Archive for October, 2012

May 21 – Day 1 – DEC Camp
Arrived early. Spotted many trees known to me; White Pine, Paper Birch, Bigtooth Aspen, Quacking Aspen, Eastern Hemlock, Northern Red Oak, Spruce, etc.

In the lake I saw a mother duck with her ducklings, and along the shore there was a bird similar in markings to a Tree Sparrow, but bigger and with the under markings of a Common Flicker. I hope to figure him out…

There are whispers now of coming rain. I see the wind in the Aspens, shivering through the leaves.

The bluets here are still in full bloom, and there are many swamp buttercups. Also, I believe the bird to have been a Kingfisher.


It has been a long first day of training. Makes the wilderness that awaits that much more attractive. The longer they keep me couped up the more prepared I feel to get out there.


I knew there’d be rain. We had a little mist and then it all came down. There was a calm when I walked down to the lake to watch the loons, and a Song Sparrow. You could see the drops start along the far side to the south, slowly creeping forward. It reached me, bringing with it the fresh piney scent. It was a good clean rain, falling in the fresh crisp air. The robins seemed hardly bothered, as they searched out the worms brought to the surface.

May 22nd – Day 2

Rain. Must’ve started in the early morning. The pressure in my wrist is relieved. Its a steady rain. A good long drink for the plants.

Another day of training after this, then they’ll be turning me loose. I know these things are about networking, but my talents have never included networking. I truly can’t wait to get into the field. That is where I prove my usefulness.

May 23rd – Day 3

Last day of training. Learned a few good things. Finally a clear day, and some practical knowledge to boot.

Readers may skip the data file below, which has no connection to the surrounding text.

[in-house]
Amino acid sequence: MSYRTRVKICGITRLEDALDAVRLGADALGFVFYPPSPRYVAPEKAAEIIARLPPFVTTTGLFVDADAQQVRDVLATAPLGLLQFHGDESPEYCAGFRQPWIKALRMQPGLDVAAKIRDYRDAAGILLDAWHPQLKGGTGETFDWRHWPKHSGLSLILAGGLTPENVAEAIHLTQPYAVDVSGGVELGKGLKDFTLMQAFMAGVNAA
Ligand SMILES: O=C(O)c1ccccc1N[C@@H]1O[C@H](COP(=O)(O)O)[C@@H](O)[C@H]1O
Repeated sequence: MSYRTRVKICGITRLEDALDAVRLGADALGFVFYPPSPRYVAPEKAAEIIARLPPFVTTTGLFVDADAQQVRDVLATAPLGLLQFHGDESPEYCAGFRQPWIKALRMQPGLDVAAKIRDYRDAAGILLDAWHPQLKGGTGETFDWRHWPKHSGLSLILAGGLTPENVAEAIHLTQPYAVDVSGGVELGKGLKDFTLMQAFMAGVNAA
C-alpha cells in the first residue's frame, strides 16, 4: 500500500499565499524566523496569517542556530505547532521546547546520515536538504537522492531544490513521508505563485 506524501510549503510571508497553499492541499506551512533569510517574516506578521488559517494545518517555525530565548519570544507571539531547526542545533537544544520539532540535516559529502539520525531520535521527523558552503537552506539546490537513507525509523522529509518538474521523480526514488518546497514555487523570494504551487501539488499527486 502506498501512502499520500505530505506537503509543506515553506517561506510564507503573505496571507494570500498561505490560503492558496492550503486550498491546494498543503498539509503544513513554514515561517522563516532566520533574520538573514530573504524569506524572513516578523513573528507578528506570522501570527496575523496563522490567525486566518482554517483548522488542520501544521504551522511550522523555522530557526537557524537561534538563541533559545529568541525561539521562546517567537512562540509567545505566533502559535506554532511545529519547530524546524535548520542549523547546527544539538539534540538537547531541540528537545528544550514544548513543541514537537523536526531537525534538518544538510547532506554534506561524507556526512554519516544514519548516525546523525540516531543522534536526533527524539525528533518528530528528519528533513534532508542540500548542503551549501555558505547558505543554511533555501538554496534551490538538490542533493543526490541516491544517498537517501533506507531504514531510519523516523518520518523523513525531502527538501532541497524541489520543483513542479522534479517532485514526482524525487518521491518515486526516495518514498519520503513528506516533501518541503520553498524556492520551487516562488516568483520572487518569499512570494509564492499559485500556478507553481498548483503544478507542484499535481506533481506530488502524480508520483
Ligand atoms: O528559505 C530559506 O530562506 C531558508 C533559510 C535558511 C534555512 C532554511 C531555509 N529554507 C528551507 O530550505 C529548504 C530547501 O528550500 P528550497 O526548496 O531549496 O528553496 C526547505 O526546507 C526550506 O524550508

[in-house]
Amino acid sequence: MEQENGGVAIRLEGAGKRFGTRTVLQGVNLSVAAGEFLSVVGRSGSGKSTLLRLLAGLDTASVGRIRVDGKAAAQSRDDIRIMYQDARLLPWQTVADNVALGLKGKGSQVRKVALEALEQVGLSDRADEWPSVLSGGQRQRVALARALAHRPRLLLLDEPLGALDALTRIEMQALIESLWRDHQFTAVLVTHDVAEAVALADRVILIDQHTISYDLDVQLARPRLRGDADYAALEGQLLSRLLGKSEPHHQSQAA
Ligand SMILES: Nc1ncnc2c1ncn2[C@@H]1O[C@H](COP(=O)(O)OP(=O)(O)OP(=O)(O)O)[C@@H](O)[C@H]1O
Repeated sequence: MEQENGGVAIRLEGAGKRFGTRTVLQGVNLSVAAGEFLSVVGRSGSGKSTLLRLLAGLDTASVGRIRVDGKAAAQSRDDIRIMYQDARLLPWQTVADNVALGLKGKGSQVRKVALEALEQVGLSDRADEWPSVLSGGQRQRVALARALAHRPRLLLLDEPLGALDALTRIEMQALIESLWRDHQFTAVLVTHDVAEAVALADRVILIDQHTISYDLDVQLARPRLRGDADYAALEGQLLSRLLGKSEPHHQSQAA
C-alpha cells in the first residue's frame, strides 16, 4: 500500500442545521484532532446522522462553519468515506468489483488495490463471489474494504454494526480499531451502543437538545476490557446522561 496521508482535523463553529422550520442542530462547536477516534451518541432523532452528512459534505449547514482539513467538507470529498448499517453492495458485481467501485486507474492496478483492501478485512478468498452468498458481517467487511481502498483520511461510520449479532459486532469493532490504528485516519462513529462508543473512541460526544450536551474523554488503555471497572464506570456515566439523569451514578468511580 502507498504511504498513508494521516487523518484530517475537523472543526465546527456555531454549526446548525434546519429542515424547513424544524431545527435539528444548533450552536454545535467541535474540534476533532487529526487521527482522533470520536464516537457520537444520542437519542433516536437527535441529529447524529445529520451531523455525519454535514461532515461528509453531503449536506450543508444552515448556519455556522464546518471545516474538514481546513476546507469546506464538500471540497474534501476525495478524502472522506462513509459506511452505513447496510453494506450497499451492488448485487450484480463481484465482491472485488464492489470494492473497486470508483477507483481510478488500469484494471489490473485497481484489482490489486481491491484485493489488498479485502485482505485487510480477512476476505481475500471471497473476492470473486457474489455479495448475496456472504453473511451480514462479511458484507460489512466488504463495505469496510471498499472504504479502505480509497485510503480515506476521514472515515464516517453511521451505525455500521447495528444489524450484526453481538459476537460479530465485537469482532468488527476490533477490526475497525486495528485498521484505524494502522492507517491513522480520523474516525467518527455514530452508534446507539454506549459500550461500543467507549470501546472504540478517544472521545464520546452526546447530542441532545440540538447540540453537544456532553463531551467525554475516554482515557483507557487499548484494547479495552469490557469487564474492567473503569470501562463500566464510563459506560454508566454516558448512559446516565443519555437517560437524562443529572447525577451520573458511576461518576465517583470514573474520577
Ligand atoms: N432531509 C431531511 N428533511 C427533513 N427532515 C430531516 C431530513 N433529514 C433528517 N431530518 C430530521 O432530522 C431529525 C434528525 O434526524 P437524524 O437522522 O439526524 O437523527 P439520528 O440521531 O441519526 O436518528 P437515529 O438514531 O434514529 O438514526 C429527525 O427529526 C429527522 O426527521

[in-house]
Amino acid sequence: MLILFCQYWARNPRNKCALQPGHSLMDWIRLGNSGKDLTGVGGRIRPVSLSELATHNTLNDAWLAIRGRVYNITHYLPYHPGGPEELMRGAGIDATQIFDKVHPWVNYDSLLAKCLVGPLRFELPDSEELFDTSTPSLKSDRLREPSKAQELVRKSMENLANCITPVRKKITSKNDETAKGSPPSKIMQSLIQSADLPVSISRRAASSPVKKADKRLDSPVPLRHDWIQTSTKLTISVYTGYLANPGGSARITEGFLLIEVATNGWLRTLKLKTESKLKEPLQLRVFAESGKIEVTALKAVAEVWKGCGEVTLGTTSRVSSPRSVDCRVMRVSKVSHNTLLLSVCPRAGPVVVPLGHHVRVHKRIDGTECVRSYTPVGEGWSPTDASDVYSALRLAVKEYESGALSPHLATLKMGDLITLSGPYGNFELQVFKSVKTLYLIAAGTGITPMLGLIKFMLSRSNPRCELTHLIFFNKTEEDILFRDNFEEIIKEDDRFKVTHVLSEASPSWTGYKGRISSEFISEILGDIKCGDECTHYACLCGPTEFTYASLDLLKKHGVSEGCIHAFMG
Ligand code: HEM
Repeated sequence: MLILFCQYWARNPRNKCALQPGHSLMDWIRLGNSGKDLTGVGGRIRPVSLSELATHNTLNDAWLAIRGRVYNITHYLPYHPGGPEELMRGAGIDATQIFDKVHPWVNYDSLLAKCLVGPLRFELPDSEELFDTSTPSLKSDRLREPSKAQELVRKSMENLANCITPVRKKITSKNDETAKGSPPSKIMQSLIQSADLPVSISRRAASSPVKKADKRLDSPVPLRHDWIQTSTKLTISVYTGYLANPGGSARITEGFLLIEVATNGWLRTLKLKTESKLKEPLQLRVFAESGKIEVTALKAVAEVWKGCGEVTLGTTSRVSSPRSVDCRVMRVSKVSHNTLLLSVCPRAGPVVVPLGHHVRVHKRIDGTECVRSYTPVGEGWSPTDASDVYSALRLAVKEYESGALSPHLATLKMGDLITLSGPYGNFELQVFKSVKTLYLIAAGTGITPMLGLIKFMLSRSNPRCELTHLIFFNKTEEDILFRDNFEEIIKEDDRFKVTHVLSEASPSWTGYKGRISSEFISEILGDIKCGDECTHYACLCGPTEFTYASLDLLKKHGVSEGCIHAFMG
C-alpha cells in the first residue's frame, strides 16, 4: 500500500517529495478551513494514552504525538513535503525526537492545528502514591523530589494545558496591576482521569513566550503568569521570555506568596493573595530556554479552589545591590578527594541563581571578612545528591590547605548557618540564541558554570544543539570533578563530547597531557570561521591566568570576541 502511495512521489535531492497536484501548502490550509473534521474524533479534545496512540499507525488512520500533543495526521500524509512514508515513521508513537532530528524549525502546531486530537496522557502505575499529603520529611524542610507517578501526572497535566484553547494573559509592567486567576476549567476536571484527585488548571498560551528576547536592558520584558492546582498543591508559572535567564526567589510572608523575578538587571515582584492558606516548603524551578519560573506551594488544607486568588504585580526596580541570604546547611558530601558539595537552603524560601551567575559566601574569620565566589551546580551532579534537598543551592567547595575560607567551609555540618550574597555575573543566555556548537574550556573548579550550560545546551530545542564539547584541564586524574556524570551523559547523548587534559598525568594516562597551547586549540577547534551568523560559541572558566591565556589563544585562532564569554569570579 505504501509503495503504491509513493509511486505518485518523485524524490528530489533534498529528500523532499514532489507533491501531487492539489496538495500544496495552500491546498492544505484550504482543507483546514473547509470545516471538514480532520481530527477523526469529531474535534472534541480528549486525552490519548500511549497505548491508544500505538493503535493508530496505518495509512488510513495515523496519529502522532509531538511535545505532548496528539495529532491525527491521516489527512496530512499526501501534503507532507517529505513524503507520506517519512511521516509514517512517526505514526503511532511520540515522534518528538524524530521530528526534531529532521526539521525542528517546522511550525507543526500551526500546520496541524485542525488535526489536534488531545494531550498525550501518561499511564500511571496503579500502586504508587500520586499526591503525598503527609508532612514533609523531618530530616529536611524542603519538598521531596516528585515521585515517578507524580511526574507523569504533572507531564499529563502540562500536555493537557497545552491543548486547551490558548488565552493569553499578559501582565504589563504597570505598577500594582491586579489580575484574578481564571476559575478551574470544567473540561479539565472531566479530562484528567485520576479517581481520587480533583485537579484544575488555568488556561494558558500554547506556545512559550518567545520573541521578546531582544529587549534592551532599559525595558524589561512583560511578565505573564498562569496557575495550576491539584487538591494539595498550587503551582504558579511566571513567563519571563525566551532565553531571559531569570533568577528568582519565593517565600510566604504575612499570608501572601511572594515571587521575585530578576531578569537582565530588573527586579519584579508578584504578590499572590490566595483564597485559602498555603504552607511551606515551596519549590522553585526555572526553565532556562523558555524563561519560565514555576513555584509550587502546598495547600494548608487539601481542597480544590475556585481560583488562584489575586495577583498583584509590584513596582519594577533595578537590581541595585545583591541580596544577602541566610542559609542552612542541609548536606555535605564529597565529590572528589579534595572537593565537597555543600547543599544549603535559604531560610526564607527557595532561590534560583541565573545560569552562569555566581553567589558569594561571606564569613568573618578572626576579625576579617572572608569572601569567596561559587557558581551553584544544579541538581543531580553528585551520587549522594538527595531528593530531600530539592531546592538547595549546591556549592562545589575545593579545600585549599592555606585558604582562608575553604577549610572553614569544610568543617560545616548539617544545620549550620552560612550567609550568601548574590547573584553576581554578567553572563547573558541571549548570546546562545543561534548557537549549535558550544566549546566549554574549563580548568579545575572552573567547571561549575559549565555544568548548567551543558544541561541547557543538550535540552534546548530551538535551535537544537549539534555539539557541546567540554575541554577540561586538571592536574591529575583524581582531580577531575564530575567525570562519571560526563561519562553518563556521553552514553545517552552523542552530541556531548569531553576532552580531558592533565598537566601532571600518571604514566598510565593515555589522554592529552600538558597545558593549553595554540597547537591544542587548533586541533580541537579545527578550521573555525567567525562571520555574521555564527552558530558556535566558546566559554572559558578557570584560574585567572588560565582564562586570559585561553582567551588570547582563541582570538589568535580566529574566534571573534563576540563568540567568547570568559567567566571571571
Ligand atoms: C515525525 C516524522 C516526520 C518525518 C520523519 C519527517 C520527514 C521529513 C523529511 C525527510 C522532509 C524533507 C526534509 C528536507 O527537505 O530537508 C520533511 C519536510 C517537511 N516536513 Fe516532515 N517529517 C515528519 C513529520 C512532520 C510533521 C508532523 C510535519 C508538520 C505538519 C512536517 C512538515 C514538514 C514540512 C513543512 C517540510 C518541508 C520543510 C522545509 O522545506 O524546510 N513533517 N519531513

When the day was up, I went out in search of the “grandmother tree.” A majestic White Pine, 150 feet tall and about 325 years old. When at last I found her, she was a glorious sight to behold. A long time I strained my neck, searching the canopy for her peak, which I could not, from the ground, see easily.

On my return walk, I decided to skirt the circumference of the lake. It is a good sized lake. Along my trek I kicked up a red squirrel, who wasted little time in letting me know, as he shot up the tree and scolded me relentlessly until I had passed.

Long I sat by the lake, till the first stars came out, and I was happy to be leaving for what I’ve heard called the only “real” wilderness left in the Adirondacks. I cannot wait to behold it in all its glory, alone.

May 28th – West Canada Lakes Wilderness

I’ve been whoopin myself pretty good, hiking in from Moose River Plains. Its a long ways, and a load of gear to hump in. A few considerations, anything you can get with loppers, you can get better with a saw. Ditch the foam sleeping pad. More weight than its worth. Get down to basics. A hatchet and a saw will do.

Its nearing 1pm, and I’m near beat. There is a lot of blow down from the hurricane last year. Wouldn’t be a bad idea to get it out of the way this summer. Some places it clogs up the trail, all the way into the Cedar River so far.

Still have many miles to make before dusk. Got to get a move on.

Hopefully I will be accompanied more by the Tiger Swallowtail Butterflies than by the black flies. There is so much inaccessible beauty here. Much yet to see.











May 27th

Indescribable beauty, as the fog rolls off the Cedar Lakes, in front of lean-to #2. Got a long haul today. Trying to beat the storms.

About 7am I cut my way through some blow down, about five miles out of camp. Took about an hour of chopping and sawing.











May 28th – Snowy Mountain

Thunderstorm warning lifted until tomorrow. I summitted Snowy Mountain in the afternoon. It was a challenging climb, all mud and flowing water down the middle of the trail. Must’ve been 1,00 feet up in the last mile, with some stretches so far inclined that I was forced to climb with both hands on the rocks.

Most of the trees this high are Spruce and Hemlock. Here and there I see a Paper Birch. On the hike in I startled a Ruffed Grouse, and she went running off into the woods. I must find out if many Warblers summer in the Adirondacks. I am yet to see any, nor have I seen many hawks.

Despite the fairly narrow selection of birds and trees, one cannot slight the scenery. From the summit, looking east, all of Indian Lake is visible below me. Across her, I see Moose Mountain and Kunjamunk Mountain. Above them is Crotched Pond Mountain and Baldface Mountain. Down the west side you can see Buell and Buck Mountains, and running in the valley below, the Little Squaw Brook.

I started down again in the late afternoon, pleased I had suffered through the climb and the flies.


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